He read about her. He couldn’t believe it. An orphan who was born in Bern, Switzerland, the year in which Wolfgang Amadeus Mozart wrote his harpsichord minuet (1761) at the age of five and who, by family misfortune – absolute ruin – has just become the servant of a guy who works shaping parts of the body for a hospital, and is fond of helping him with his little hobby: that of replicating heads. Tired of thinking about a future that is going to be horrible anyway, her mother hangs herself from a beam one day – she is barely six years old – and leaves her alone with this Curtius, the very rare but harmless wax model who will carry her. with him everywhere, and from whom he will learn the trade, which, little by little, and as the ego of his clients expands, will become a good business. Why limit yourself to replicating Nobody’s heads when famous heads can be replicated?
Thus, something that was born as a bizarre sophistication of the portrait – the shopkeepers placed their own heads in the windows of their stores and sold more because customers wanted to see and touch them than because whatever product they were selling was a good product -, it becomes After the passage of writers and philosophers through Curtius’s workshop, in a small collection of, they are surprised at first, great interest for anyone. The human being wants to know what an exceptional human being really looks like. He wants to hold Robespierre’s head in his hands and observe it as one would observe a being from another planet. Upon his transfer to Paris, and before Marie, still Grosholtz, becomes “the person” with whom Princess Elizabeth plays in the Palace of Versailles and has to sleep on the shelf of a closet, they founded, in the Casa de los Monos —a place that housed monkeys that can be visited—, its first wax museum, a direct antecedent of the famous Madame Tussauds.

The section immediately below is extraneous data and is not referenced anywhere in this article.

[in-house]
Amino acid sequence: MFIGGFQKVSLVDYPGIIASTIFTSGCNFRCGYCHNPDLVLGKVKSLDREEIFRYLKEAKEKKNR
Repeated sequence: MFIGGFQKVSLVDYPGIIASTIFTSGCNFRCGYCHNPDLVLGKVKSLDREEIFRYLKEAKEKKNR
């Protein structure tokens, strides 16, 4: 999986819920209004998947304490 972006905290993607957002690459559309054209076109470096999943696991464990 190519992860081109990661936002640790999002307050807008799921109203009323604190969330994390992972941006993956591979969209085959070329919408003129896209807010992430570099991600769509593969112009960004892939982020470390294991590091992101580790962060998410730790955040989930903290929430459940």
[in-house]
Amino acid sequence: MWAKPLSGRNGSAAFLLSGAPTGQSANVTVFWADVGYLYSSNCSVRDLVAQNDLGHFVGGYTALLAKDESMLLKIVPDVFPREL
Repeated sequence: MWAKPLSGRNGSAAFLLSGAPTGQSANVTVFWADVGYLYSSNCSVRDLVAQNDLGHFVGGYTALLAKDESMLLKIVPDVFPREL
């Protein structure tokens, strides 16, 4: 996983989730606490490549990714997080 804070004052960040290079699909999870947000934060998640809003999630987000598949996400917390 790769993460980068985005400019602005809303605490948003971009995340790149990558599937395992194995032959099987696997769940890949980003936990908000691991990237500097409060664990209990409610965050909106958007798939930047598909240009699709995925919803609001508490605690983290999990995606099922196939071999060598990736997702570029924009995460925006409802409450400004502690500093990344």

At first, it was a museum of heads. Because all they had were politicians, literati, scientists. Guys distinguished by their intellect. How did the idea of replicating your body also come about? Apparently, and according to Carey, it has been “as historically honest” as possible, and fiction has only been allowed in those moments when everything was dark – there was not a single piece of information about what Tussaud’s royal stay at Versailles was like. , although it is known that he passed through the palace and what his role was – it arose when they decided not to reproduce only distinguished beings. When they thought it might be okay to see how they did or did not look like a murderer. They chose Antoine-François Desrues, a very famous and perfidious poisoner. Since his mind had lost control, they decided that they would also expose his body, because it was the one that had performed their actions.